Martyr Village

A sobering visit on this overcast, rainy "Armistice Day" Sunday to the ruins of Oradour-sur-Glane (meaning "on the river Glane), the "martyr village" here in the Limousin (about an hour's drive from me) where on June 10, 1944 (four days after the Normandy invasion by the Allies), German Nazis and "against-their-will" conscripted Alsatians massacred 642 men, women and (193) children.

The men were shot and burned. The women and children were gathered into the Catholic church and burned to death. Then the village was burned. There was no known "reason" for this atrocity: the village wasn't Jewish; it wasn't a known "resistance" town (i.e., overtly against the German Nazis or the pro-Nazi Vichy government , for territory outside German-occupied France). It was just a normal country village in pastoral southwest France.

This remains a very difficult and controversial topic for the French -- their complicity (willing or unwilling) in sending Jews to concentration camps and death Of great attendant interest to me, is the book I got (French translation) by UC Berkeley scholar Sarah Farmer, Martyr Village (see NY Times review with link to book in English) . It's not just a history of what happened on that day of hell; it's what happened afterwards, including the controversial 1953 trial in Bordeaux which resulted in the 14 Alsatians, out of the 21 accused, given amnesty; what O s/G actually does or should commemorate; how best to "show" history, especially when time, the weather, politics, public policy, money, and public interest intersect; and what role "memory" (collective? individual?) plays in the portrayal.

O s/G is a big tourist draw in the summer -- as are Lidice in Czechoslovakia, the Rwanda Genocide Museum (been to both), Holocaust Museum in DC, 9-11 Museum/Memorial in NYC and, of course -- with its abominable ghost tours -- Gettysburg.

General Charles DeGaulle wanted the destroyed village left as a reminder of the barbarity of war, and the morality of the Allied cause against the Nazis. In the past 70 years, a wall has been built around the village, which is accessible now only on foot, by going into the visitor center, and then through a tunnel across the motorway, into the village.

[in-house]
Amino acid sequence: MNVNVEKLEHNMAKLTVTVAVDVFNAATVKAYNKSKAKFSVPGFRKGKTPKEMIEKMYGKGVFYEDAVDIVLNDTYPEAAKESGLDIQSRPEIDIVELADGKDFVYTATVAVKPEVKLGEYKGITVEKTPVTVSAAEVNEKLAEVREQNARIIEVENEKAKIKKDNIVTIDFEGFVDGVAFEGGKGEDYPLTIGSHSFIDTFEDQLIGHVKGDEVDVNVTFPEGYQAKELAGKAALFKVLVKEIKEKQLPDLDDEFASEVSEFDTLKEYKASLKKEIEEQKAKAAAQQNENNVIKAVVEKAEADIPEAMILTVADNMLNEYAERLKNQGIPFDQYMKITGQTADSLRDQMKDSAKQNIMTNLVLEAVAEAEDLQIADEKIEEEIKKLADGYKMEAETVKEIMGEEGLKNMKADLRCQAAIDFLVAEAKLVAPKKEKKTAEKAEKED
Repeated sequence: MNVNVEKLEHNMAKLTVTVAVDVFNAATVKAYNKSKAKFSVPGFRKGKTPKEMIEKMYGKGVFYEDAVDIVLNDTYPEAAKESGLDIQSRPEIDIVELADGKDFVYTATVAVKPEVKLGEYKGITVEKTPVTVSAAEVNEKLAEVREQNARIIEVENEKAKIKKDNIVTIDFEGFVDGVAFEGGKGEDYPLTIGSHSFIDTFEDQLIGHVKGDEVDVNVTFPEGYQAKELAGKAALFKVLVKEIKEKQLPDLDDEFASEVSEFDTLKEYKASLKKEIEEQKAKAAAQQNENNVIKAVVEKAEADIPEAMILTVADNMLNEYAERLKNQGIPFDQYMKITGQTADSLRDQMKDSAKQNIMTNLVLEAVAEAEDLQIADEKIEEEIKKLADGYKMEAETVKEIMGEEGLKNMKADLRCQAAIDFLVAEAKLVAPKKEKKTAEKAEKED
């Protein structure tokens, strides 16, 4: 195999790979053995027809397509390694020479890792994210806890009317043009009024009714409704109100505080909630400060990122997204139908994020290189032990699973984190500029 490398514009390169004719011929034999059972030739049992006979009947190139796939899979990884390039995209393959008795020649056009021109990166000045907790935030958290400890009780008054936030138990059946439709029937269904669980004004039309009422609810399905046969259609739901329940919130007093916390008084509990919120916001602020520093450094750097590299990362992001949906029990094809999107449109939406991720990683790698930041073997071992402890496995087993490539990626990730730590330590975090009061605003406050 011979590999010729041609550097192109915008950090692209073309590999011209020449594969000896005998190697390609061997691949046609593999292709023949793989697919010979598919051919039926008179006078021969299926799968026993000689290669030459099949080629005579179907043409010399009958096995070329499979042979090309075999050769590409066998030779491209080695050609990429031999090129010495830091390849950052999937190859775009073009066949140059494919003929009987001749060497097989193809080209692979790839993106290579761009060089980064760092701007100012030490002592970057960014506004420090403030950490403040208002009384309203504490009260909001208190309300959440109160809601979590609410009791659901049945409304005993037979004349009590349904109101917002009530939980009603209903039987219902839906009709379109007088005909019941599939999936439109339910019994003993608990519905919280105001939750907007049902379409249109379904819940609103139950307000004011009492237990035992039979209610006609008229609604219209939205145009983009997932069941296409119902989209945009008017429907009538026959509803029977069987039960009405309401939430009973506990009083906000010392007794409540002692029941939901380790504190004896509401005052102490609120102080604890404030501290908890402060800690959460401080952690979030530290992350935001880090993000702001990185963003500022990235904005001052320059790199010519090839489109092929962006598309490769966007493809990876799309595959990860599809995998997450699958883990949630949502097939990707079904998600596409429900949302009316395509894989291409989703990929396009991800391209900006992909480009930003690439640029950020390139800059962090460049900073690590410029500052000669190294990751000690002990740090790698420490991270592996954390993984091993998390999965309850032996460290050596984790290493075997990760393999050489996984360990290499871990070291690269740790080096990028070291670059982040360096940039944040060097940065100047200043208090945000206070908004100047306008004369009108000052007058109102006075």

And outside that wall is a fairly new housing development, the "re-birth" of Oradour-sur-Glane.

A la prochaine --

Houses, shops, schools, restaurants, offices, places of business -- all were torched
by Das Reich, the 2nd SS Panzer Division of the Nazi Waffen-SS.

Ruins of farm machinery

This was a place of business for automobile mechanics and insurance.

This was the village doctor's car.

School for girls.

"Lieu de Supplice" = "Place of torment", where a group of men were
massacred and burned by the Nazis.  "Reflect on (or meditate on) this."

Outside the church:  "Hundreds of women and children were massacred by the Nazis here.
Those of you who pass here, reflect/meditate. Those of you who are believers, say a prayer for the
victims and their families.  The only (??) left standing outside these ruins is Christ on the cross. 
(??) Notre Dame de Lourdes andBernadette, come to me. 
Those of you who suffer, tell Christ (then something about Christ and the Virgin)...
May they rest in peace for they are living in eternity."
Group of tourists in the church.

Lower right -- remains of a cart, or stroller.

"I am the grass.  I cover all.....I am the grass.  Let me work." (Carl Sandburg, Grass)

Along the side of a road, on a small embankment: "Here was found the body of
Monsieur Poutaraud." (He was the businessman who worked in the building above,
with the mechanics and the insurance agents.)

Entrance to cemetery.

"Here sleep the dead.  Pilgrims, think of them in
silence and meditation."

Names of family members from the massacre.  There is a
tomb with all the names, and their remains (bones).

The most poignant image for me:  A singer sewing machine in the
ruins of the house/office of a dentist.


Popular posts from this blog

A Meeting of Cousins

Finalement...à la fin...

A Christmas in Ghent